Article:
Album Review: Leon Alvarado — Charging the Electric Dream

I’ve covered at least two previous releases from Leon Alvarado. 2014’s Music from an Expanded Universe was a kind of ambient chillwave set; The Future Left Behind (2016) leaned in a more prog-rock direction. Those records drew upon the additional artistry of guest players like Trey Gunn. Alvarado’s latest, Charging the Electric Dream is a solo work in the most literal sense of the phrase. And it steps away from the prog style that has defined much of the Venezuelan-born musician’s work, leaning instead toward a decidedly more synth-centered sound with a cinematic feel.

Listeners may hear hints of Jean-Michelle Jarre or mid-period Tangerine Dream in the glacial, impressionistic compositions on Charging the Electric Dream. The bloop-bleep synthesizer texture create a retro feel, and the meditative quality of cuts like “Alternative Frequencies” place the music in an early ‘70s, time-capsule place. But then “Megapolis,” drawing on hypnotic beats and soundscapes, sounds in places eerily like the basic tracks from parts of Pink Floyd’s The Wall.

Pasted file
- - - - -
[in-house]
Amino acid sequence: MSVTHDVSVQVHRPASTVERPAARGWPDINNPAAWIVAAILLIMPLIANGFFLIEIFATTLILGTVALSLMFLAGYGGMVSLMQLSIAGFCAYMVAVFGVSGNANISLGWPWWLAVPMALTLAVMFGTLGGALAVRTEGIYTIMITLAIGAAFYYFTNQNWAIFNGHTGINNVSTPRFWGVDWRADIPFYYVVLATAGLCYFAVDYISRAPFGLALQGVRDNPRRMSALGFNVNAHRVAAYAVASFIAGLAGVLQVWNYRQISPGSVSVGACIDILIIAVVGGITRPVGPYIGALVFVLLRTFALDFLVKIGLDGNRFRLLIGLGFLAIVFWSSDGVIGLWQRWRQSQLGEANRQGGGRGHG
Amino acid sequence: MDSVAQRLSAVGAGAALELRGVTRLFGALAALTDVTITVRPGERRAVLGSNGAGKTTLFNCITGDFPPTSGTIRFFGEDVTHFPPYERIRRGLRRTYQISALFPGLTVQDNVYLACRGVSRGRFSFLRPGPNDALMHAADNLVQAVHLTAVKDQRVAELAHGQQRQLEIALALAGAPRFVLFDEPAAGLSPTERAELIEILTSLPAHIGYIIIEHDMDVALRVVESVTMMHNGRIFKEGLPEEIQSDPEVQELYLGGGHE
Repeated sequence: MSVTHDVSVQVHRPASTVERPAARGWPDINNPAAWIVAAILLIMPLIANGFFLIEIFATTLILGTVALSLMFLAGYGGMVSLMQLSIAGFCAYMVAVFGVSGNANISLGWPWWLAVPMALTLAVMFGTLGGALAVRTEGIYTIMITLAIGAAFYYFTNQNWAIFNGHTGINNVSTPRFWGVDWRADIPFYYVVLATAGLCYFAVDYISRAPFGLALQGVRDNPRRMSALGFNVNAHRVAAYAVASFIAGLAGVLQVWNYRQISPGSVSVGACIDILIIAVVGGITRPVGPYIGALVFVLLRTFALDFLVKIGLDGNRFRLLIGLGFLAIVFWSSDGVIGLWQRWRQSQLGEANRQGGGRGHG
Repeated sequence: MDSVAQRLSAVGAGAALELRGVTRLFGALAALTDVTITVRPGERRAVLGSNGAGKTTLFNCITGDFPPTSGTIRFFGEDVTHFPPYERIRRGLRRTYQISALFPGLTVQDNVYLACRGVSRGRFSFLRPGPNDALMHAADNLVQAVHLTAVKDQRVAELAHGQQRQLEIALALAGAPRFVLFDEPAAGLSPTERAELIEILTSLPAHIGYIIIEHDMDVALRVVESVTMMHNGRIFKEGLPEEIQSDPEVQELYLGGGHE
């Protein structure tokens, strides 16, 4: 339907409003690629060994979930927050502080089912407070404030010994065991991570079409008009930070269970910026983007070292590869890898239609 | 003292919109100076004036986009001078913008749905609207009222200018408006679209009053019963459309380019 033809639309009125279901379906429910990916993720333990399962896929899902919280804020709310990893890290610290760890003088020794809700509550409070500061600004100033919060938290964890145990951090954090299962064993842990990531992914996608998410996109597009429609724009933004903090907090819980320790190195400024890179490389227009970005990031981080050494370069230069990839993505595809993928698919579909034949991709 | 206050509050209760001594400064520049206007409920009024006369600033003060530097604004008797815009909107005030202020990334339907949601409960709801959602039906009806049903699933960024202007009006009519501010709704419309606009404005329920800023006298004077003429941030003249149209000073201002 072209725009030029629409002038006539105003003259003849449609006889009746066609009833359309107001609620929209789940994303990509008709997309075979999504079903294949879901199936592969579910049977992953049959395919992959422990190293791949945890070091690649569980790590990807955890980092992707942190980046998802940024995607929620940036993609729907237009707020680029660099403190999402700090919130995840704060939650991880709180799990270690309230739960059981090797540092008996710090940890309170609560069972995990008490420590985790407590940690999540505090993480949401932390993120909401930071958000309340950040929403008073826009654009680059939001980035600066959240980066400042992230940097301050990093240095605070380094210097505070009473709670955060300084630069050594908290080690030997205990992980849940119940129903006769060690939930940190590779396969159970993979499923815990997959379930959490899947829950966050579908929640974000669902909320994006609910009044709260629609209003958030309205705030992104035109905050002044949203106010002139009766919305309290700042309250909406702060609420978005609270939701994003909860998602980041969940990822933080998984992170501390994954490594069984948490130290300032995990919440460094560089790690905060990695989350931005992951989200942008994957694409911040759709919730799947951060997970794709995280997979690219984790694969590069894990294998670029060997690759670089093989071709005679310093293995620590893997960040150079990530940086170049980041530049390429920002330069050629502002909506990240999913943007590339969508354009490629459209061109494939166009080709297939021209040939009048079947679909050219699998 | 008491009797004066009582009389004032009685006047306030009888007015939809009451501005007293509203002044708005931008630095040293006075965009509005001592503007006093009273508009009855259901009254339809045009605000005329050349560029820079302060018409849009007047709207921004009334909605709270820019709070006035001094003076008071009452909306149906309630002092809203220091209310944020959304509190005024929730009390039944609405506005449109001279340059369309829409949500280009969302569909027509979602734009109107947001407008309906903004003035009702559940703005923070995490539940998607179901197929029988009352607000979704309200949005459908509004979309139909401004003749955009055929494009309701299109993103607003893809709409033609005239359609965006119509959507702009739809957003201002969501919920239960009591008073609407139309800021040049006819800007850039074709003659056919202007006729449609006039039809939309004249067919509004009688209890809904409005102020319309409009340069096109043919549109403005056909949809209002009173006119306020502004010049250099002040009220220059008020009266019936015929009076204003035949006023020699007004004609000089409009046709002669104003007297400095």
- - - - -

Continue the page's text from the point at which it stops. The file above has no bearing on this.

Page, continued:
The arrangements are perhaps less densely textured than one might expect of such a project; often as not, a handful of machines are employed to create the sonic palette for the seven instrumental pieces. And the year-gone-by character is reinforced further by the album’s length: at under 38 minutes, it runs about as long as did most vinyl-format LPs of a half century ago.

Alvarado’s tunes on this set work just fine when held up to active listening, but the character of the music may suit Charging the Electric Dream best for use as background audio.